Historic Flight For Indigenous Women

When First Officer Raven Beardy agreed to work overtime for Missinippi Medivac last Monday, she had no idea she and Capt. Robyn Shlachetla were flying into the history books. The two young pilots became the first female indigenous air ambulance flight crew. “It was totally by chance that it all happened,” said Shlachetka. That it also happened at the beginning of Women of Aviation Week made it even more noteworthy. “I’m overwhelmed. I’m definitely overwhelmed. We didn’t expect this kind of reaction,” Shlachetka told the CBC.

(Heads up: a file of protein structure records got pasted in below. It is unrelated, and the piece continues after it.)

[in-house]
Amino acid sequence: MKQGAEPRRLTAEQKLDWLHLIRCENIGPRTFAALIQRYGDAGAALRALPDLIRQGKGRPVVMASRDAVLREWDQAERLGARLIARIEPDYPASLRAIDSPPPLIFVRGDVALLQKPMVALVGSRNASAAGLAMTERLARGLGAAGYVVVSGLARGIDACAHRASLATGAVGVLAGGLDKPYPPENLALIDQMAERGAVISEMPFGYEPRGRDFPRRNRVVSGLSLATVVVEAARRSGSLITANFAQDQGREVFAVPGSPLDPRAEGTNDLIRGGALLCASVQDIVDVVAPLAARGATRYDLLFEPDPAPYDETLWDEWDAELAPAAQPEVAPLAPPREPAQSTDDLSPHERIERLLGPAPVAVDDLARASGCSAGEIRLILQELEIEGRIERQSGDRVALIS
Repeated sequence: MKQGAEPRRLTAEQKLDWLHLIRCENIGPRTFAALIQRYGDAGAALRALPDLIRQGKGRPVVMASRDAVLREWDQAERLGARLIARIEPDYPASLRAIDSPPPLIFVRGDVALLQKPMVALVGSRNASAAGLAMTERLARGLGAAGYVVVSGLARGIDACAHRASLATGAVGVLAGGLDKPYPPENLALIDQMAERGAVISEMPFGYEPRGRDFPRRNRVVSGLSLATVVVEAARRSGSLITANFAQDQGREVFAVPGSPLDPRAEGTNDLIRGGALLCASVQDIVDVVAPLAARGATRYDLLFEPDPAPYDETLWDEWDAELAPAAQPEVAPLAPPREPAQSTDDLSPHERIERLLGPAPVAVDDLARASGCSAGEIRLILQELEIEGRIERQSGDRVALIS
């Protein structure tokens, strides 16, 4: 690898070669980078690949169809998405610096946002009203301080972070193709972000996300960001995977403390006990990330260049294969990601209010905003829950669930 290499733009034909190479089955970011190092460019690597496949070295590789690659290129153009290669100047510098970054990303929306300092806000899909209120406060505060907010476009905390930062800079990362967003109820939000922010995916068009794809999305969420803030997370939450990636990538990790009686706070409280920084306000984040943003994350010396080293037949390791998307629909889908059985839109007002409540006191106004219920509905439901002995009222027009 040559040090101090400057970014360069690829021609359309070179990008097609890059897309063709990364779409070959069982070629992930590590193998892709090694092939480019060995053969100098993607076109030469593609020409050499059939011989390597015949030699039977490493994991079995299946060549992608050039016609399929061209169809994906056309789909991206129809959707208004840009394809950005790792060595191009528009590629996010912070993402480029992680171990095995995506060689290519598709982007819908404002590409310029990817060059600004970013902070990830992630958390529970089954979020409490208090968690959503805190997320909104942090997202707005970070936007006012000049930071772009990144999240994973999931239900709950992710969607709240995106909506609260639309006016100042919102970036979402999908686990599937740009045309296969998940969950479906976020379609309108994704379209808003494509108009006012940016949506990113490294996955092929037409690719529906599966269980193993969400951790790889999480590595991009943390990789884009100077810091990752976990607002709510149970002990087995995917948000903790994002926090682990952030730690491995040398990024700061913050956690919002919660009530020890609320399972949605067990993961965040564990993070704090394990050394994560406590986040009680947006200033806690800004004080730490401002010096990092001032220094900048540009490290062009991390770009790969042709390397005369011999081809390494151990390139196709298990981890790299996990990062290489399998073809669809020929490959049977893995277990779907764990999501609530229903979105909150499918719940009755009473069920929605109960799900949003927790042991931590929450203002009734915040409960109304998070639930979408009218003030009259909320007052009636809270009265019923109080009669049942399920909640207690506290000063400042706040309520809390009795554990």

A Facebook post noting the flight gathered thousands of likes and gave Shlachetka and Beardy a platform to discuss the gender and diversity gaps in Canadian cockpits. “It’s fantastic. It’s proving that women can do anything,” said Shlachetka. “It doesn’t matter if being a pilot was a male-dominated career … young Indigenous women can see that this is not impossible.”They can do anything they want.” Shlachetka, 32, has been flying for 17 years and Beardy, 27 has been a pilot for five years. Although they work for the same company, flying people, cargo and medevac flights to First Nations communities in northern Saskatchewan, Manitoba, Ontario and Nunavut, their schedules had never intersected. Both agree there are huge opportunities for female indigenous pilots. “Go for it. Stay focused. Work hard and don’t give up,” Beardy told CBC “Like anyone, you’re going to face struggles, but there are people out there, too, who are willing to help out.